Tesla claims record at Laguna Seca in modified Model S
When Porsche finally unveiled its Porsche Taycan last week following its record-setting lap at Nurburgring, Tesla CEO Elon Musk was quick to outlay plans of his own involving electric sports cars and the notoriously challenging circuit. This tit-for-tat didn’t quite pan out as planned, but Tesla is now claiming a lap record a little closer to home after deploying a prototype Model S at California’s Laguna Seca.
“Model S on Nürburgring next week,” tweeted Musk following the Taycan unveiling, which you might take to mean that a Tesla Model S would literally be driven around Nürburgring in the German state of Rhineland-Palatinate this week as part of some sort of record attempt.
Not so. At least not for now. The timeline surrounding such an attempt appears to have been a little off. And well, the location too, give or take 9,000 km. Musk says that while a Model S is indeed at the Green Hell, the team first needs to spend some time tuning it to safely negotiate the circuit and in particular its Flugplatz section, involving a crest where cars are known to get some serious hang time.
Meanwhile, an R&D prototype of the Tesla Model S has been put to work at Laguna Seca, clocking a lap time of 1:36.555. This is a full second faster than the 1:37.54 lap record set last year by Jaguar XE SV Project 8, which would indeed make the Tesla the fastest four-door sedan (electric or otherwise) around the 2.2-mile race track (3.5-km).
Tesla says the prototype used for the testing has been fitted out with that it calls a Plaid powertrain and chassis. This is one step up from the automaker’s Ludicrous mode and is still around a year from production. It will be available on the Model S, X and Roadster, but not on the Model 3 or Y.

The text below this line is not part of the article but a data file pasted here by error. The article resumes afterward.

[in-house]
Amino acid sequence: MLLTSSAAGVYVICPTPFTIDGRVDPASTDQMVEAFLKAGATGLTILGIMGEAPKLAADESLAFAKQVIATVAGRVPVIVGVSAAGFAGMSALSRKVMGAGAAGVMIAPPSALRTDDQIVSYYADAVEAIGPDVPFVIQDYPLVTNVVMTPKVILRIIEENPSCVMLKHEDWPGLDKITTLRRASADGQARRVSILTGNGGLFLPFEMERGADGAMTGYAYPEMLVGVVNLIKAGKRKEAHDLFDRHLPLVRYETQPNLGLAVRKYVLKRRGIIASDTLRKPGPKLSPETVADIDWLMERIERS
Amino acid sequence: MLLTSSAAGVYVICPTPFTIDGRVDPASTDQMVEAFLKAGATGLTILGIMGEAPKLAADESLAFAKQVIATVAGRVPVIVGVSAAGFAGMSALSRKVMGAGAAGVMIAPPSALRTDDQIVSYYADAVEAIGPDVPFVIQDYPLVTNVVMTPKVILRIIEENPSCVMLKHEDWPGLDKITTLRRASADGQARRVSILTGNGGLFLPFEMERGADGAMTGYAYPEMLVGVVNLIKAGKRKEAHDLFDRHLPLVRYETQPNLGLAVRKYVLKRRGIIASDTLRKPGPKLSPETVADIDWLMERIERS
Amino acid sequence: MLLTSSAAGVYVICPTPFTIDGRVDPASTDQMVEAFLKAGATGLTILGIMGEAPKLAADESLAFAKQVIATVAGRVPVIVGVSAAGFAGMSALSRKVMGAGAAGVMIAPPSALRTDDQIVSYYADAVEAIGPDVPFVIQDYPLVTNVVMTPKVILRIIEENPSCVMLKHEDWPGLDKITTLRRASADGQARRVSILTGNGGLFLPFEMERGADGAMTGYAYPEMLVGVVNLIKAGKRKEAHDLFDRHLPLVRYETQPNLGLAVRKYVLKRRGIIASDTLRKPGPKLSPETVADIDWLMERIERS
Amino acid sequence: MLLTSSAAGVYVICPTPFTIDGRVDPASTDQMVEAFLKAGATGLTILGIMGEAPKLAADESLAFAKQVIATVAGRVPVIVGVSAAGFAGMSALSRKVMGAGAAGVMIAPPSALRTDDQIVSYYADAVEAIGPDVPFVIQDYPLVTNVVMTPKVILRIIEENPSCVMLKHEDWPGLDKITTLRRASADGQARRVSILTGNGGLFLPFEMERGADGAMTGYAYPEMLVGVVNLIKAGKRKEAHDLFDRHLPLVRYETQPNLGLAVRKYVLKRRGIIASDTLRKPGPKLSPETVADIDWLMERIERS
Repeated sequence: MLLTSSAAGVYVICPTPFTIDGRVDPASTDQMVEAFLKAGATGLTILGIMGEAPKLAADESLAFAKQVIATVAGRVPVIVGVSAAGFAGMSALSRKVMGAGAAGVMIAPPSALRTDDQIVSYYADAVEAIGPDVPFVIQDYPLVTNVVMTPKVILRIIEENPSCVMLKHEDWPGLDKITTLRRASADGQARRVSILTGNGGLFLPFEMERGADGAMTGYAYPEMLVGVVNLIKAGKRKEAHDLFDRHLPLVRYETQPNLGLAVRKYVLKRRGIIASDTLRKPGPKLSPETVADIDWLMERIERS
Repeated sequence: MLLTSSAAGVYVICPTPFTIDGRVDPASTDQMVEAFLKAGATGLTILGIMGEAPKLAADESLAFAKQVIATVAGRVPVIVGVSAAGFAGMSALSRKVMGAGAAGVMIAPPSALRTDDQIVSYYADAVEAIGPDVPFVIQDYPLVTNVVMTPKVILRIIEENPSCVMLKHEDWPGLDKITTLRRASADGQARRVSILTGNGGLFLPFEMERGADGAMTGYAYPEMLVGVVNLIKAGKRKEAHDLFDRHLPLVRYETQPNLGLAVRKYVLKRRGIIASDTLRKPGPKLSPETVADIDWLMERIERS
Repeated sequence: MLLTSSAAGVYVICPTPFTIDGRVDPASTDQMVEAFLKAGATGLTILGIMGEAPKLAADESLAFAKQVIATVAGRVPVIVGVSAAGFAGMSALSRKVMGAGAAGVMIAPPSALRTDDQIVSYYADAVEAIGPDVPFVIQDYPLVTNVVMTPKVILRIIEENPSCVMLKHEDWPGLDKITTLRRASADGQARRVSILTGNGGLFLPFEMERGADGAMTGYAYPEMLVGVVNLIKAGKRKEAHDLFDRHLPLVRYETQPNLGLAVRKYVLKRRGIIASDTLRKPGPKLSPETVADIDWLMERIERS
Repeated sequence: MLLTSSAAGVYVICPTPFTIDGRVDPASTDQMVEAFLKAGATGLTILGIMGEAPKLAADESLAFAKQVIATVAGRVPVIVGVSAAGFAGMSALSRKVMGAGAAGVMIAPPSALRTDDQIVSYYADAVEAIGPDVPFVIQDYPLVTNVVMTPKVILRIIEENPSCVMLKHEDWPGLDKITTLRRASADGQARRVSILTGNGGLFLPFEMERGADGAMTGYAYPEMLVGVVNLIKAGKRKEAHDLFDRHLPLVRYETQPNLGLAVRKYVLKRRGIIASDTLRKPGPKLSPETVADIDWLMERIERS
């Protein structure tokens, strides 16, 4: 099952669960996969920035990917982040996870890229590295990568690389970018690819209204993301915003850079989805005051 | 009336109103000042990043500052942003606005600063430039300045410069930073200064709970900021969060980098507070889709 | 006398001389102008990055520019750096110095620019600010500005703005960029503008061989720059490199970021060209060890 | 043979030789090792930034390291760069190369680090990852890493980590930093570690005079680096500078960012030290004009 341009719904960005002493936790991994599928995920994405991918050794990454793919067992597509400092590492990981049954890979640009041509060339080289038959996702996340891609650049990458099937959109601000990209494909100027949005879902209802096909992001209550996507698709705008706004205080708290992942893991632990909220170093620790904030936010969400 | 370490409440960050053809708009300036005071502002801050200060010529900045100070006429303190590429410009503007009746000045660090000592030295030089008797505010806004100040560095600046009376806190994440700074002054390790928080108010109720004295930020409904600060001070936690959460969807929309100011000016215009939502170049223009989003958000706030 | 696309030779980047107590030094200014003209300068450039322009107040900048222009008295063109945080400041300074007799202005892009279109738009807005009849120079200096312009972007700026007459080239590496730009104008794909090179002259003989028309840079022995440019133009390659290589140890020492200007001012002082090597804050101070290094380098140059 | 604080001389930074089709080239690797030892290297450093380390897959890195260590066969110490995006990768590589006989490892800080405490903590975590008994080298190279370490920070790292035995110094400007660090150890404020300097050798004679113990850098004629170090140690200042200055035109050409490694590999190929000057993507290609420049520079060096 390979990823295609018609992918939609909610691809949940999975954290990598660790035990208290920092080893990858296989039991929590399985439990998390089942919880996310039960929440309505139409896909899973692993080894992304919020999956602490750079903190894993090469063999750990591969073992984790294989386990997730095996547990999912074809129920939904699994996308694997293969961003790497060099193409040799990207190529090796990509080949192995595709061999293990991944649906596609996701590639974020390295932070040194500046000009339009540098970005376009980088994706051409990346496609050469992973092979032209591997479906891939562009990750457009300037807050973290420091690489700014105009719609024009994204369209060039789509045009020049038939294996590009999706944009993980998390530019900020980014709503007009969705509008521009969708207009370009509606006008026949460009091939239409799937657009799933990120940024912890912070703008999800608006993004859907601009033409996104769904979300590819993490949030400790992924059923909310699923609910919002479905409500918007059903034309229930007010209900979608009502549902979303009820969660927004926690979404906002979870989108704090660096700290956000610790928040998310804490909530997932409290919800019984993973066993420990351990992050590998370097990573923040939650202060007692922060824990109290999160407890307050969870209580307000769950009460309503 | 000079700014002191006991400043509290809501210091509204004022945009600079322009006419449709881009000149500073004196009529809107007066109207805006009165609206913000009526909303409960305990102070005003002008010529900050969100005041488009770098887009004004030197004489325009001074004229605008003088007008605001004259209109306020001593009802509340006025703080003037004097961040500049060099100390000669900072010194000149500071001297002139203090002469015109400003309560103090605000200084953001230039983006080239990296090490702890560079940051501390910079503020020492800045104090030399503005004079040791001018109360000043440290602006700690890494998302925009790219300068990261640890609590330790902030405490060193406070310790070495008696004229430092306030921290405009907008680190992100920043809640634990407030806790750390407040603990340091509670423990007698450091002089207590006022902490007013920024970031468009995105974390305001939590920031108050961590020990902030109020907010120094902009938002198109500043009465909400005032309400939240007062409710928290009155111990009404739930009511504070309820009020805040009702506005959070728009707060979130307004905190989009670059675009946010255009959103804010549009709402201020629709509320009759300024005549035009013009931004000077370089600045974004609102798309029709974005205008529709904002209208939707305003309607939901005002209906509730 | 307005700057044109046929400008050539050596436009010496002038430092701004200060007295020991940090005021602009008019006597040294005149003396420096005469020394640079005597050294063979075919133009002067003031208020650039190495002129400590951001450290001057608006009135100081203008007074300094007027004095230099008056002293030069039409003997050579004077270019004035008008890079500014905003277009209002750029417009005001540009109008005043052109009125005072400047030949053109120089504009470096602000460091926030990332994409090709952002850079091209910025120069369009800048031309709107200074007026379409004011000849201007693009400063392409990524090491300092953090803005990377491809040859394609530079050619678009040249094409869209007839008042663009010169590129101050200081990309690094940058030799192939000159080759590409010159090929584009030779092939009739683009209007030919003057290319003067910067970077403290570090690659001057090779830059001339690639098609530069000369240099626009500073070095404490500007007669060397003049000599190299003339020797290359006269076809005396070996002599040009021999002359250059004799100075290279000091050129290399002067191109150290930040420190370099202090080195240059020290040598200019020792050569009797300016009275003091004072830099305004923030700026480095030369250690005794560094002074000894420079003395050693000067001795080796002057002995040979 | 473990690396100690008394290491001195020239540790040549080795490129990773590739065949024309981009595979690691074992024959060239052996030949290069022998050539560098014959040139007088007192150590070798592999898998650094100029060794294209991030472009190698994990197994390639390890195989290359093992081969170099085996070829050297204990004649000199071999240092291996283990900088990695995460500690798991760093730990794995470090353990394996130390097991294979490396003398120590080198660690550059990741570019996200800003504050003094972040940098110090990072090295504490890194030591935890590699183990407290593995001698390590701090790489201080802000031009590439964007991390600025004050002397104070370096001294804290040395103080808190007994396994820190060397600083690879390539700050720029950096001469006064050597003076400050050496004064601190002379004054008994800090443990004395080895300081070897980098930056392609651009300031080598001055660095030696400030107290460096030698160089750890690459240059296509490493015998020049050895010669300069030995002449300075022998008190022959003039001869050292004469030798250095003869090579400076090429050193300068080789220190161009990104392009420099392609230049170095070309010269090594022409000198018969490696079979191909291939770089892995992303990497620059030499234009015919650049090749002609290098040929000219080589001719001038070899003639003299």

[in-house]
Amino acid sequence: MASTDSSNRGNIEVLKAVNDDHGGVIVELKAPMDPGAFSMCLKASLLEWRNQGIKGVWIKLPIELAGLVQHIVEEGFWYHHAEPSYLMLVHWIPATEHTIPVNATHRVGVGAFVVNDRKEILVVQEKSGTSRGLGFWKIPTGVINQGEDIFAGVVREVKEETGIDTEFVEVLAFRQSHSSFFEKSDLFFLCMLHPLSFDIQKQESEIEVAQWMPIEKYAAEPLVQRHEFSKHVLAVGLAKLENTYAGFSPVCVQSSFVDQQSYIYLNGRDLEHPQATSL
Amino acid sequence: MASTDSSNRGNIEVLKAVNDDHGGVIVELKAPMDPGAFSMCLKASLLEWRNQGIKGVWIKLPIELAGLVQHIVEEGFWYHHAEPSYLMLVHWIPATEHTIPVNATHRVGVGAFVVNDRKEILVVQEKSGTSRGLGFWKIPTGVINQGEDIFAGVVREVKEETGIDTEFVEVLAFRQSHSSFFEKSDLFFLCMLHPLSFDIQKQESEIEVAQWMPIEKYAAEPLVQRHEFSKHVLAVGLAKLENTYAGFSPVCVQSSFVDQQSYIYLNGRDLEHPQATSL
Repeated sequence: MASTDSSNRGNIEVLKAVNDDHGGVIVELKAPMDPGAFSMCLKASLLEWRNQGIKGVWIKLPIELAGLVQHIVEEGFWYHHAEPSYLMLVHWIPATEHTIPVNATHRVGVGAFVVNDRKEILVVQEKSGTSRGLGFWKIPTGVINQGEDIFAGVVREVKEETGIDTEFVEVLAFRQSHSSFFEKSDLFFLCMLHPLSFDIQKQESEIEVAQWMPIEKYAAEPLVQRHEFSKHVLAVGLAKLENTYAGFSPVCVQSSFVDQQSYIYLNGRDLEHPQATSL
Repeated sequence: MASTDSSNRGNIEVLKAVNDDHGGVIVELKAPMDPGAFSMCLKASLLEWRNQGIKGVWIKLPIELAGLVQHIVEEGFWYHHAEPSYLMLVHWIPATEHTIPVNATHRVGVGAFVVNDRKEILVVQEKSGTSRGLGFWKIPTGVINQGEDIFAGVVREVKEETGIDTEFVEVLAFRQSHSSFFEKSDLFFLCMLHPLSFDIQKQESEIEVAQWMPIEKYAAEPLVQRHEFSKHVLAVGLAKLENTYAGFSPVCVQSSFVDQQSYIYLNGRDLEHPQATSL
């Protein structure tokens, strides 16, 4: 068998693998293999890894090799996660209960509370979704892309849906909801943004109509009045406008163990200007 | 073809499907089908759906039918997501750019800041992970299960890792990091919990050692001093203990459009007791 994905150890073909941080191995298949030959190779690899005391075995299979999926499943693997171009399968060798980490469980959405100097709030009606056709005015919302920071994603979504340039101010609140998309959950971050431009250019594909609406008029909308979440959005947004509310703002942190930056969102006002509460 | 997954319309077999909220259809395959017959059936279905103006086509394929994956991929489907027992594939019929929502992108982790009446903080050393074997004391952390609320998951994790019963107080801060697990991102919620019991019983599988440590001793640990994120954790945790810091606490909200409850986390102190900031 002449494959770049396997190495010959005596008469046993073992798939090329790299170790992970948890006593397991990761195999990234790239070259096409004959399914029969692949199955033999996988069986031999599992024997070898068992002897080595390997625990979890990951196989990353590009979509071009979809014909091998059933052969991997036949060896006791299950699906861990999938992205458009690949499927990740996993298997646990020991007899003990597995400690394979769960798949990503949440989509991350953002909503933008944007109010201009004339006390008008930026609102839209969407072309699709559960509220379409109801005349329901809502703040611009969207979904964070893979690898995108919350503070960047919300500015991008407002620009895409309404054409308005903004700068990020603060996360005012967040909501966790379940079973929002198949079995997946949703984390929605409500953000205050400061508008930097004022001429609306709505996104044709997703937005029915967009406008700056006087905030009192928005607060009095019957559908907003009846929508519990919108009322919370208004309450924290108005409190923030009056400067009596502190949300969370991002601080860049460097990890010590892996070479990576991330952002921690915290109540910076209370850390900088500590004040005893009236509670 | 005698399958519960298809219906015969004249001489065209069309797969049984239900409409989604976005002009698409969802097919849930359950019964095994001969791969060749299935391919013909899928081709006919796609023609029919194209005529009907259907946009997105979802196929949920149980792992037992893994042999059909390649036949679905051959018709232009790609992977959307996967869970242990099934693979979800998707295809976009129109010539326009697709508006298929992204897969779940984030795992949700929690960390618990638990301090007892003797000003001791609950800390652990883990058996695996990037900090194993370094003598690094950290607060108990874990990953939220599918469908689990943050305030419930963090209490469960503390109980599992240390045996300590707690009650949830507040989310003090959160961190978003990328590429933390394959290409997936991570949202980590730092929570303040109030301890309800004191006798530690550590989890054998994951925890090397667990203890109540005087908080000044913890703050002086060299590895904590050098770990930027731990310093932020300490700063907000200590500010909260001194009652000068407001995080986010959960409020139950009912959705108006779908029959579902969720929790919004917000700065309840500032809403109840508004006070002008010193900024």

You can check out the Laguna Seca hot lap in the video below.
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This is a serious power delivery deficit that indicates the Tesla's cooling systems still have a long way to go.
I also suspect, though cannot prove, that this lap was accomplished on near racing tyres. The controllability, lack of squealing during obvious slides, and apparent lack of tread block deformation slip angles at max cornering loads would suggest these doughnuts are about as far from production as one could possibly get away with. I would guess they're DOT-legal but only just.
So, in short, this is a crafted campaign to not-so-subtly shift all manner of rules in the game that Porsche was playing at the Nordschleife in an effort to appear more equal. Prevaricating about the bush, as it were.
All that behind us, I think it's great that Tesla and Porsche are both advancing the art that we can all hope to enjoy in the future. These are all tremendous achievements on all sides. I just wish Tesla was still saying "How can we do better than those other people in the future?" instead of sort of inventing "Well we lost the hotdog eating contest but our chair unfolding was clearly on point!" as some kind of weird face-saving.